Mediation in the Ayodhya temple-mosque dispute will continue till July 31, the Supreme Court said today, giving a panel time till August 1 to submit its report on talks with various groups for a solution.
A five-judge Constitution bench headed by Chief Justice Ranjan Gogoi had on July 11 sought a report on the progress of mediation and said it could start day-to-day hearings from July 25 if there was no merit in continuing mediation.
The top court had last year referred the decades-old dispute for mediation and set up the panel, headed by former Supreme Court judge FM Kalifulla. The panel has been tasked by the court to hold consultations to explore a potential avenue for an amicable settlement. The other two members of the panel are spiritual guru Sri Sri Ravi Shankar and senior advocate Sriram Panchu.
The dispute involves the site in Ayodhya where the 16th-century Babri mosque stood before it was razed in 1992 by Hindu activists who believe that it was built on the ruins of an ancient temple marking the birthplace of Lord Ram. In riots following the mosque demolition, 2,000 people died across the country.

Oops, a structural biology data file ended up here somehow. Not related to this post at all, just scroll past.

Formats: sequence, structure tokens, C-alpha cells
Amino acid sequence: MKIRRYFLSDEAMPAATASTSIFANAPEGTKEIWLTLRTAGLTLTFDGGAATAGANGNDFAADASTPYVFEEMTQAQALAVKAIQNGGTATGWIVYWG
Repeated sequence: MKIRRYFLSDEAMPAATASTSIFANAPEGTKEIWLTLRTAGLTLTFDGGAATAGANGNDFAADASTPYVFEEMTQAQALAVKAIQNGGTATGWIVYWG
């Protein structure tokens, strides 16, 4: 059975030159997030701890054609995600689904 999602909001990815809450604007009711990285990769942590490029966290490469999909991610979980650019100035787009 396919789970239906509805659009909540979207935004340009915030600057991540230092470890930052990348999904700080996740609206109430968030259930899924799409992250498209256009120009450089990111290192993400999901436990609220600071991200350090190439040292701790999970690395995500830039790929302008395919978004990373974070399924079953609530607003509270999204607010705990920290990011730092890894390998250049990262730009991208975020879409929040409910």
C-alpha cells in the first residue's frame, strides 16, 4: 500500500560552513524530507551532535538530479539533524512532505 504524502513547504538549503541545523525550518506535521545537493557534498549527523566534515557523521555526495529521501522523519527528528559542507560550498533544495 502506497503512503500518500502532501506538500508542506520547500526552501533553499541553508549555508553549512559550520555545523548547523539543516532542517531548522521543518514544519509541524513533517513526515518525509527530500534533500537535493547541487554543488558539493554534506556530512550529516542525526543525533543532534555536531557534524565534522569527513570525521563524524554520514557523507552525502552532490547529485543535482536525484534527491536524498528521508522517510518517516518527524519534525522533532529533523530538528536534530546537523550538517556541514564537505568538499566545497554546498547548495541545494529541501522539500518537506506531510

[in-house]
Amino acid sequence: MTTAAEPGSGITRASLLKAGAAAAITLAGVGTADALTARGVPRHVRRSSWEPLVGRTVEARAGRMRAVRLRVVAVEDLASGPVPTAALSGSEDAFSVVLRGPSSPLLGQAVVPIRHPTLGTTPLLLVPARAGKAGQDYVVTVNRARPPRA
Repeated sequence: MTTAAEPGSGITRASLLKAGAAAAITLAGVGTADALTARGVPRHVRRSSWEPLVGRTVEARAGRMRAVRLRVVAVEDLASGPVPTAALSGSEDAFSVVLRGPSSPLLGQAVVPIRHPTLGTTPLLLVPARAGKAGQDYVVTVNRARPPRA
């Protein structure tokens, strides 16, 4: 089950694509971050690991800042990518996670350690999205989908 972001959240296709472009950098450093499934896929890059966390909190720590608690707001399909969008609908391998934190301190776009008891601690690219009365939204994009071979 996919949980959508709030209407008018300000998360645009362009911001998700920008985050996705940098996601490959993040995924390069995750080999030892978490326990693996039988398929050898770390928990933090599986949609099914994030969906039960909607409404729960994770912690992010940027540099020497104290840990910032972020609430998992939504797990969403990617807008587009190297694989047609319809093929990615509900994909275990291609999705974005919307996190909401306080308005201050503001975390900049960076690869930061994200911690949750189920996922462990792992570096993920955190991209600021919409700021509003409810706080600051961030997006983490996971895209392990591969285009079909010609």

Fourteen appeals have been filed in the top court against the 2010 Allahabad High Court judgment, delivered in four civil suits, that the 2.77-acre land in Ayodhya be partitioned equally among the three parties - the Sunni Waqf Board, the Nirmohi Akhara and Ram Lalla (infant Ram).
The Constitution Bench chose mediation despite objections from petitioners like the Uttar Pradesh government. Barring the Sunni Waqf Board and the Nirmohi Akhara, one of the Hindu petitioners, all were against mediation. But the judges said mediation may help in "healing relations".
"It is not only about property. It is about mind, heart and healing, if possible," the bench had said.
Besides the Chief Justice, the other judges in the constitution bench are Justices SA Bobde, DY Chandrachud, Ashok Bhushan and S. Abdul Nazeer.